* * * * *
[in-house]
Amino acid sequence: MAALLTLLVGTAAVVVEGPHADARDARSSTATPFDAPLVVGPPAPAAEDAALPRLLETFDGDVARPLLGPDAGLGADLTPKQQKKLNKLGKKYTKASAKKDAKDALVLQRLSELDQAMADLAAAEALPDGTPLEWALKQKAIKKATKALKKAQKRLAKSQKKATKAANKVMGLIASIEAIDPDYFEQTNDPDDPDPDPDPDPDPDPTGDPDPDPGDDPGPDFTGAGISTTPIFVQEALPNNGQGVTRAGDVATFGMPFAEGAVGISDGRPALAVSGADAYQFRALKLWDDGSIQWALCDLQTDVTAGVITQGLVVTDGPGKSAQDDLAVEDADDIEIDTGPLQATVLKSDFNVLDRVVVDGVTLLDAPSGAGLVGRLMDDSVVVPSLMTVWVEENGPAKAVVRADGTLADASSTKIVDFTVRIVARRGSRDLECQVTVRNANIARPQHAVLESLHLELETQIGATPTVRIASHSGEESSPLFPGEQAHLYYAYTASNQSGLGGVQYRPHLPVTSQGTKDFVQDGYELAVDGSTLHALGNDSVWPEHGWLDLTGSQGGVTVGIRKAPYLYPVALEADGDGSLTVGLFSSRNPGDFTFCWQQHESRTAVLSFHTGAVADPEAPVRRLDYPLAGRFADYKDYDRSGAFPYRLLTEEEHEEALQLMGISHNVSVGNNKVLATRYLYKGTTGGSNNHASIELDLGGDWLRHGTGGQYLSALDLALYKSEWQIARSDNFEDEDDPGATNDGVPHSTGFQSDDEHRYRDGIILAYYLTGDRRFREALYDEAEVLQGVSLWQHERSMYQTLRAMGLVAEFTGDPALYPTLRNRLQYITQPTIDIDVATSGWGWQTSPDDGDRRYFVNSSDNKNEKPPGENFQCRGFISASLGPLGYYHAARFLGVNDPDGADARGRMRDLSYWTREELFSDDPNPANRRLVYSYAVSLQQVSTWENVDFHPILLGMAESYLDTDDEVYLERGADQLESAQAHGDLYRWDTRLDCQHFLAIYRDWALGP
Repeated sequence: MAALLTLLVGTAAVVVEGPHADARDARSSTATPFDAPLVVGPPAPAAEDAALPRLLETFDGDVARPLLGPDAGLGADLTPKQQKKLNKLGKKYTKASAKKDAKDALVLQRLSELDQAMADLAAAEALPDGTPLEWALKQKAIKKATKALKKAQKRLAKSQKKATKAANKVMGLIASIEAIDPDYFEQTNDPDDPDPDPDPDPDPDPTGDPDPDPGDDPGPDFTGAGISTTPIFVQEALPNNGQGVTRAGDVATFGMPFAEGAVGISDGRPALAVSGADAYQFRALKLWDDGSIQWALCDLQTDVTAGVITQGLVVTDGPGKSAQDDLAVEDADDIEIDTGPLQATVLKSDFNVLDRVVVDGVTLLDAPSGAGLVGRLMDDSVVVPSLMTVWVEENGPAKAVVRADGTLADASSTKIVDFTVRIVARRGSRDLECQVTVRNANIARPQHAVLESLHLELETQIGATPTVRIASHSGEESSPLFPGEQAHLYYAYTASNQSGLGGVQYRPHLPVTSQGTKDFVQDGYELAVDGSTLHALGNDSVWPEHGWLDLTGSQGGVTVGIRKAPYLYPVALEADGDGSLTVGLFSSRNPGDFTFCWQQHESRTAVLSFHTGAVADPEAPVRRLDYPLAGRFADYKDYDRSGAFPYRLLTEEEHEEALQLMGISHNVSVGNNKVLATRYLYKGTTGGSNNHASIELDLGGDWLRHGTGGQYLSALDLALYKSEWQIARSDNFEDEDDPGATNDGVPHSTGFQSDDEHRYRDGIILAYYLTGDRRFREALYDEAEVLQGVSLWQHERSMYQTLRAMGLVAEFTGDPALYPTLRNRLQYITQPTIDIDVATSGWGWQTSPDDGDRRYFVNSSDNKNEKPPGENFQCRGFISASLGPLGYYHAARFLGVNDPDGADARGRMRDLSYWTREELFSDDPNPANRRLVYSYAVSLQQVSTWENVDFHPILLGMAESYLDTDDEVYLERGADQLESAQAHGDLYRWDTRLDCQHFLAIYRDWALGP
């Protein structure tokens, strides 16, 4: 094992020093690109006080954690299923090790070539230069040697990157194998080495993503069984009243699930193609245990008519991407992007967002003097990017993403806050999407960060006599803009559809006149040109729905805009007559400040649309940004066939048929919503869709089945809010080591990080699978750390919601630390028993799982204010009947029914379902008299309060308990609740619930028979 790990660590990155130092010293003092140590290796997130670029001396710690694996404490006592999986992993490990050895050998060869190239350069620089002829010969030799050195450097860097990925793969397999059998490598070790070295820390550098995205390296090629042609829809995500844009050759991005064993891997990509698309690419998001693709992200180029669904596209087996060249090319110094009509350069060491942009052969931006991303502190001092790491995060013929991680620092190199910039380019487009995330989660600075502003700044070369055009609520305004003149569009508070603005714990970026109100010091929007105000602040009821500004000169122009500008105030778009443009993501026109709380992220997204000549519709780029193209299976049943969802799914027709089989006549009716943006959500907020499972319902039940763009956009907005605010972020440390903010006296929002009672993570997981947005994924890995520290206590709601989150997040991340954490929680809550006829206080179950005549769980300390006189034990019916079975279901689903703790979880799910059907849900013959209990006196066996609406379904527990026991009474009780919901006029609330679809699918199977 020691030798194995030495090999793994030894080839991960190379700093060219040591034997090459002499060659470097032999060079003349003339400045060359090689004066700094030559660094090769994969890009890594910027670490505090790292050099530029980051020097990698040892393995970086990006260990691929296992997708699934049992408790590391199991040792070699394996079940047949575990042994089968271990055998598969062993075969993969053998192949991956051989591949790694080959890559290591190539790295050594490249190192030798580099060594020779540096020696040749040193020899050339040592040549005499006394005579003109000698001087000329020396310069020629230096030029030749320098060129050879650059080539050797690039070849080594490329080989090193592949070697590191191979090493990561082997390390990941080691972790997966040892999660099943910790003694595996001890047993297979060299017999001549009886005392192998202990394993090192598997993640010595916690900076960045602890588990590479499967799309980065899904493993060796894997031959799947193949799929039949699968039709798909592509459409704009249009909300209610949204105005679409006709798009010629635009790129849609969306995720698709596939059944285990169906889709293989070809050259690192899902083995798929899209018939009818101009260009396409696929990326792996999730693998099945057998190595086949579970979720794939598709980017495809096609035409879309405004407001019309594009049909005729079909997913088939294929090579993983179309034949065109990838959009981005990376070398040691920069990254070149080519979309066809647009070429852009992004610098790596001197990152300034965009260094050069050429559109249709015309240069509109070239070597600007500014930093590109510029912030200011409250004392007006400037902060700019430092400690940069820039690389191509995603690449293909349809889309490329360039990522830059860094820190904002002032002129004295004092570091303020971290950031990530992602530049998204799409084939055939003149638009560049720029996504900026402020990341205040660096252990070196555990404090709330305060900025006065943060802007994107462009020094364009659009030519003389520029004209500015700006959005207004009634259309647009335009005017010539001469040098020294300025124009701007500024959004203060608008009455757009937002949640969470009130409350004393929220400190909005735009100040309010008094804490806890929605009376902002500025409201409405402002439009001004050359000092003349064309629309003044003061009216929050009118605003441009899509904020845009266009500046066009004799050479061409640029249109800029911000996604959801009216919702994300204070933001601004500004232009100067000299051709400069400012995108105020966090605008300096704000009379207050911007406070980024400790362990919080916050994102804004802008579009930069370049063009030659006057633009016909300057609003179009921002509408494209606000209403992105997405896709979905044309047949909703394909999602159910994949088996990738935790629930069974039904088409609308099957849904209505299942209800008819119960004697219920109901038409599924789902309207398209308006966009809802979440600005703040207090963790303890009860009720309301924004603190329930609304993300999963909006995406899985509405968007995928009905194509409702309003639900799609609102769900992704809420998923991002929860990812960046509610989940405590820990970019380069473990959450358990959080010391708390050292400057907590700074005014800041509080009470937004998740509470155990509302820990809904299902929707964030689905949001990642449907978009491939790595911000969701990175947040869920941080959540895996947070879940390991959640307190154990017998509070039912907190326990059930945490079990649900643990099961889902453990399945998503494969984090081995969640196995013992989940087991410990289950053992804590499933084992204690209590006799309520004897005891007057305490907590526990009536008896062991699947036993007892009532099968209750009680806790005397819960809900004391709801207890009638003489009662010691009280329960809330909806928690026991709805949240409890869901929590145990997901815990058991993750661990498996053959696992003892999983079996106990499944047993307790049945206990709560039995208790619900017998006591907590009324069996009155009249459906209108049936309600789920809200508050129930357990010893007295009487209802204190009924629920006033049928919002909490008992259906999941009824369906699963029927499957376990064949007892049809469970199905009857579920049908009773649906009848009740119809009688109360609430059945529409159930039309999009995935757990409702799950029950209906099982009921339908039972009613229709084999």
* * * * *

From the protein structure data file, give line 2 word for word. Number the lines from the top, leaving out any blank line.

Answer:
Amino acid sequence: MAALLTLLVGTAAVVVEGPHADARDARSSTATPFDAPLVVGPPAPAAEDAALPRLLETFDGDVARPLLGPDAGLGADLTPKQQKKLNKLGKKYTKASAKKDAKDALVLQRLSELDQAMADLAAAEALPDGTPLEWALKQKAIKKATKALKKAQKRLAKSQKKATKAANKVMGLIASIEAIDPDYFEQTNDPDDPDPDPDPDPDPDPTGDPDPDPGDDPGPDFTGAGISTTPIFVQEALPNNGQGVTRAGDVATFGMPFAEGAVGISDGRPALAVSGADAYQFRALKLWDDGSIQWALCDLQTDVTAGVITQGLVVTDGPGKSAQDDLAVEDADDIEIDTGPLQATVLKSDFNVLDRVVVDGVTLLDAPSGAGLVGRLMDDSVVVPSLMTVWVEENGPAKAVVRADGTLADASSTKIVDFTVRIVARRGSRDLECQVTVRNANIARPQHAVLESLHLELETQIGATPTVRIASHSGEESSPLFPGEQAHLYYAYTASNQSGLGGVQYRPHLPVTSQGTKDFVQDGYELAVDGSTLHALGNDSVWPEHGWLDLTGSQGGVTVGIRKAPYLYPVALEADGDGSLTVGLFSSRNPGDFTFCWQQHESRTAVLSFHTGAVADPEAPVRRLDYPLAGRFADYKDYDRSGAFPYRLLTEEEHEEALQLMGISHNVSVGNNKVLATRYLYKGTTGGSNNHASIELDLGGDWLRHGTGGQYLSALDLALYKSEWQIARSDNFEDEDDPGATNDGVPHSTGFQSDDEHRYRDGIILAYYLTGDRRFREALYDEAEVLQGVSLWQHERSMYQTLRAMGLVAEFTGDPALYPTLRNRLQYITQPTIDIDVATSGWGWQTSPDDGDRRYFVNSSDNKNEKPPGENFQCRGFISASLGPLGYYHAARFLGVNDPDGADARGRMRDLSYWTREELFSDDPNPANRRLVYSYAVSLQQVSTWENVDFHPILLGMAESYLDTDDEVYLERGADQLESAQAHGDLYRWDTRLDCQHFLAIYRDWALGP